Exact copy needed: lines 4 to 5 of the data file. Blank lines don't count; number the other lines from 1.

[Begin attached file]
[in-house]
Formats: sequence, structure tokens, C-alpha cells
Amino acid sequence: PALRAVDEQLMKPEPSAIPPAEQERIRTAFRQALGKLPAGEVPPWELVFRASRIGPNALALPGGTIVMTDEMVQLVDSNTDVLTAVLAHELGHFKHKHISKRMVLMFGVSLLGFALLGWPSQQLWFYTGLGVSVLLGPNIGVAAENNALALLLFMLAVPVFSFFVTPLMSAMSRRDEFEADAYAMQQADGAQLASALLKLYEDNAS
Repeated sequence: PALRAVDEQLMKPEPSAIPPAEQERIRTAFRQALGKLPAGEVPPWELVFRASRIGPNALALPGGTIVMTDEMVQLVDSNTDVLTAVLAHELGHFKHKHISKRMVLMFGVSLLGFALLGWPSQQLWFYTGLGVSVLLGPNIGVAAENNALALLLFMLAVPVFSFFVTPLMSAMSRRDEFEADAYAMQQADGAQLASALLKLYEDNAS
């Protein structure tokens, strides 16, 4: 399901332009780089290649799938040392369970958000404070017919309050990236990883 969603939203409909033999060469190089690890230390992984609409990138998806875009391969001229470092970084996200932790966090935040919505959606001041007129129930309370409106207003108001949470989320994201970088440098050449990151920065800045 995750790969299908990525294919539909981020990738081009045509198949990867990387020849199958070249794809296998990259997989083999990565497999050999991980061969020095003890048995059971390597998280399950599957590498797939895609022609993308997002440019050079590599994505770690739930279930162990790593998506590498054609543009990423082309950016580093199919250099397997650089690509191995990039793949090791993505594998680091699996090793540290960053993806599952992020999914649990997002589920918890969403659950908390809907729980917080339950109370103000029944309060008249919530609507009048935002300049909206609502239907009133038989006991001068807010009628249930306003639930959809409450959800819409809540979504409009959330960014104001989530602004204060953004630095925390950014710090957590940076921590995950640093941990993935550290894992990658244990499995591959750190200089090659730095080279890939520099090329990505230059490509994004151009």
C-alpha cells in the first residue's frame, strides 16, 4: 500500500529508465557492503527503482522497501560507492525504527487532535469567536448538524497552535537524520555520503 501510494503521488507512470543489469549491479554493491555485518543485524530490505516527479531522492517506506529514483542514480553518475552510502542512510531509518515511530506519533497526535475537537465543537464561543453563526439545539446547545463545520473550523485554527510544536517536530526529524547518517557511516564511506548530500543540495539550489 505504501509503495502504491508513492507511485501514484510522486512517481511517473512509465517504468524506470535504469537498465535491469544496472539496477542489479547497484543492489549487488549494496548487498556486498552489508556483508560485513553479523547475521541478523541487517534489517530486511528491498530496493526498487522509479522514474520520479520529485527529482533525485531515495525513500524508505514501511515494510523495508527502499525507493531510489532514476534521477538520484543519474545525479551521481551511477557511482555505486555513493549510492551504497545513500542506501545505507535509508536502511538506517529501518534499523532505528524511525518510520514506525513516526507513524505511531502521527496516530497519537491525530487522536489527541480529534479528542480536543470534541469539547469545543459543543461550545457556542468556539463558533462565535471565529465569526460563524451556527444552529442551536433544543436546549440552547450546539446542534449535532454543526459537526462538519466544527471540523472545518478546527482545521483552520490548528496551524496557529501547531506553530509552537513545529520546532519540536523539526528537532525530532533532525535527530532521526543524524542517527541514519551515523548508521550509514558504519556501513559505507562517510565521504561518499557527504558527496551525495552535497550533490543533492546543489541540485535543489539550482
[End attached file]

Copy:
Repeated sequence: PALRAVDEQLMKPEPSAIPPAEQERIRTAFRQALGKLPAGEVPPWELVFRASRIGPNALALPGGTIVMTDEMVQLVDSNTDVLTAVLAHELGHFKHKHISKRMVLMFGVSLLGFALLGWPSQQLWFYTGLGVSVLLGPNIGVAAENNALALLLFMLAVPVFSFFVTPLMSAMSRRDEFEADAYAMQQADGAQLASALLKLYEDNAS
């Protein structure tokens, strides 16, 4: 399901332009780089290649799938040392369970958000404070017919309050990236990883 969603939203409909033999060469190089690890230390992984609409990138998806875009391969001229470092970084996200932790966090935040919505959606001041007129129930309370409106207003108001949470989320994201970088440098050449990151920065800045 995750790969299908990525294919539909981020990738081009045509198949990867990387020849199958070249794809296998990259997989083999990565497999050999991980061969020095003890048995059971390597998280399950599957590498797939895609022609993308997002440019050079590599994505770690739930279930162990790593998506590498054609543009990423082309950016580093199919250099397997650089690509191995990039793949090791993505594998680091699996090793540290960053993806599952992020999914649990997002589920918890969403659950908390809907729980917080339950109370103000029944309060008249919530609507009048935002300049909206609502239907009133038989006991001068807010009628249930306003639930959809409450959800819409809540979504409009959330960014104001989530602004204060953004630095925390950014710090957590940076921590995950640093941990993935550290894992990658244990499995591959750190200089090659730095080279890939520099090329990505230059490509994004151009």